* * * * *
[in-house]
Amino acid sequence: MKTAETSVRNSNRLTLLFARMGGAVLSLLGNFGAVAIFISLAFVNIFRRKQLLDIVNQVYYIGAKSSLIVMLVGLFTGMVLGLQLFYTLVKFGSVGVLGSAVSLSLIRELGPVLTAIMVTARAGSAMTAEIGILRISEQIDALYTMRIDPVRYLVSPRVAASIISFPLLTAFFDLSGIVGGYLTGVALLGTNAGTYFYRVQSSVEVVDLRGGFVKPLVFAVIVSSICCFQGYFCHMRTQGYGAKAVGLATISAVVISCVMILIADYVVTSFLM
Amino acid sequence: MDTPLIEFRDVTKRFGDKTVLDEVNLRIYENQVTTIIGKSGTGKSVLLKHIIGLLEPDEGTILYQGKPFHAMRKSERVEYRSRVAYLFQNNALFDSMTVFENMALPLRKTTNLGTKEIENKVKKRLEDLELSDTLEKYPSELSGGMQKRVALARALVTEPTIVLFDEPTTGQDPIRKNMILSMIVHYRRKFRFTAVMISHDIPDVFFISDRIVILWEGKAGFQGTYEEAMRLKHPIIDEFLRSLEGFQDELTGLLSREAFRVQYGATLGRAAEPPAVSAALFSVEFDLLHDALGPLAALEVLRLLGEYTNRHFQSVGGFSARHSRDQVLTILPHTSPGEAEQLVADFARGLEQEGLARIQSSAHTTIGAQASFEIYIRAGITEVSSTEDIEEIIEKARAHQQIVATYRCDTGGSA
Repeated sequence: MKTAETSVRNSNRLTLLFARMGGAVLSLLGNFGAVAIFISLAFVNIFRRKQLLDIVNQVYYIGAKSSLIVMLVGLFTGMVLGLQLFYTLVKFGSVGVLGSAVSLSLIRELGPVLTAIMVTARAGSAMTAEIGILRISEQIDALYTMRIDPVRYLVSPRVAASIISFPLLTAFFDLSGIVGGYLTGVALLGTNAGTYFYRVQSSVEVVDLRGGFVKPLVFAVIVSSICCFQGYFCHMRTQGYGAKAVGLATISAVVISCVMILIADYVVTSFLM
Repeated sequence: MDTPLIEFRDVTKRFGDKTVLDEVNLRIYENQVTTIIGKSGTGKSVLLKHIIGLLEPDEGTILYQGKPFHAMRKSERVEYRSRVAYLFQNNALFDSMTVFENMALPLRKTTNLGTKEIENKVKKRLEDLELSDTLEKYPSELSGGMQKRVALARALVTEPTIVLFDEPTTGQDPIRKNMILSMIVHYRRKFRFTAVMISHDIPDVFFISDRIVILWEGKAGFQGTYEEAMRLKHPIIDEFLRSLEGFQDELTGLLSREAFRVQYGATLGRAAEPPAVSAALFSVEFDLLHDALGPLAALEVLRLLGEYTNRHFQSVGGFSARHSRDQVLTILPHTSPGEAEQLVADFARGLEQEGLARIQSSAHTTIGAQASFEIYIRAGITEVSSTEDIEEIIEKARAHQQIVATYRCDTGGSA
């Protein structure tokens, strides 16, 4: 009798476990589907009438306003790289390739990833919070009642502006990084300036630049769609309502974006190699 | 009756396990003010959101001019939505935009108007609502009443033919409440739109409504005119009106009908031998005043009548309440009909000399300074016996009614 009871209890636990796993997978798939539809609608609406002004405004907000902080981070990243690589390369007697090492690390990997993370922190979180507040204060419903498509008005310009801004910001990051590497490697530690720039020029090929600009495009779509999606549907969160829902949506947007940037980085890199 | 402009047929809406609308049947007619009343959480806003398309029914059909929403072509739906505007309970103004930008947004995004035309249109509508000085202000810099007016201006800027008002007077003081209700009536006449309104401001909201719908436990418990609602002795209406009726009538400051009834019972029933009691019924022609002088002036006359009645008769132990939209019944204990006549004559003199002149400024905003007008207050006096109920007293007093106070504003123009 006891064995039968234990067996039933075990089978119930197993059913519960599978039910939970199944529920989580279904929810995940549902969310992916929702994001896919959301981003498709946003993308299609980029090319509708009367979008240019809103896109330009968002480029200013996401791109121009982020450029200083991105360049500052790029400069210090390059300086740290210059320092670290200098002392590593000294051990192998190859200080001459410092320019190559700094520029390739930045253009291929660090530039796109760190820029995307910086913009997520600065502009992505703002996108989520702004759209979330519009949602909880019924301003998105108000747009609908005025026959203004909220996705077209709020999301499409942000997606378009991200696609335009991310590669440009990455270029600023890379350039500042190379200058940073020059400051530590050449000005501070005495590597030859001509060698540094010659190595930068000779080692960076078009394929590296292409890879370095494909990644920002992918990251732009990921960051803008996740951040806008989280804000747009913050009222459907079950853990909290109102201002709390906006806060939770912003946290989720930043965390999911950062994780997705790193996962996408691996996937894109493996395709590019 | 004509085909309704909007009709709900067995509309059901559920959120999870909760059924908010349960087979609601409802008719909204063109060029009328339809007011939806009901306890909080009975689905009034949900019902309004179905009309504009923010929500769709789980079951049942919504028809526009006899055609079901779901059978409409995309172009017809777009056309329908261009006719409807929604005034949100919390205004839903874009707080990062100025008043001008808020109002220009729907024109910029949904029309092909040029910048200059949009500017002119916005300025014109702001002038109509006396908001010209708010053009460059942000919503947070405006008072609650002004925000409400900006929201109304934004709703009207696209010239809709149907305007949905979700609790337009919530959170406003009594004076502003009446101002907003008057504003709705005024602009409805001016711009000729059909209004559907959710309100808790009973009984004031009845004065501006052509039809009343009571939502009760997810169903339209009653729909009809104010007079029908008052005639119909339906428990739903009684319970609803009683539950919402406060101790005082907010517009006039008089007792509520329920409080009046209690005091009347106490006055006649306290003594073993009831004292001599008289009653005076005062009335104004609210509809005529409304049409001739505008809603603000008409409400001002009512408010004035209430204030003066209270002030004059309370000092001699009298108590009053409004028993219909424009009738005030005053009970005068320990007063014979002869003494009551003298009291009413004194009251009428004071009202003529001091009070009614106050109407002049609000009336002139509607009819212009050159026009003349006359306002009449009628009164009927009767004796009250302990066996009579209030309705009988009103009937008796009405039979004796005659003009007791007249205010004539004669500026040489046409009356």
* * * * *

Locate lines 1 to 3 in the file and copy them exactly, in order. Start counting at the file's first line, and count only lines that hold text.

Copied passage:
[in-house]
Amino acid sequence: MKTAETSVRNSNRLTLLFARMGGAVLSLLGNFGAVAIFISLAFVNIFRRKQLLDIVNQVYYIGAKSSLIVMLVGLFTGMVLGLQLFYTLVKFGSVGVLGSAVSLSLIRELGPVLTAIMVTARAGSAMTAEIGILRISEQIDALYTMRIDPVRYLVSPRVAASIISFPLLTAFFDLSGIVGGYLTGVALLGTNAGTYFYRVQSSVEVVDLRGGFVKPLVFAVIVSSICCFQGYFCHMRTQGYGAKAVGLATISAVVISCVMILIADYVVTSFLM
Amino acid sequence: MDTPLIEFRDVTKRFGDKTVLDEVNLRIYENQVTTIIGKSGTGKSVLLKHIIGLLEPDEGTILYQGKPFHAMRKSERVEYRSRVAYLFQNNALFDSMTVFENMALPLRKTTNLGTKEIENKVKKRLEDLELSDTLEKYPSELSGGMQKRVALARALVTEPTIVLFDEPTTGQDPIRKNMILSMIVHYRRKFRFTAVMISHDIPDVFFISDRIVILWEGKAGFQGTYEEAMRLKHPIIDEFLRSLEGFQDELTGLLSREAFRVQYGATLGRAAEPPAVSAALFSVEFDLLHDALGPLAALEVLRLLGEYTNRHFQSVGGFSARHSRDQVLTILPHTSPGEAEQLVADFARGLEQEGLARIQSSAHTTIGAQASFEIYIRAGITEVSSTEDIEEIIEKARAHQQIVATYRCDTGGSA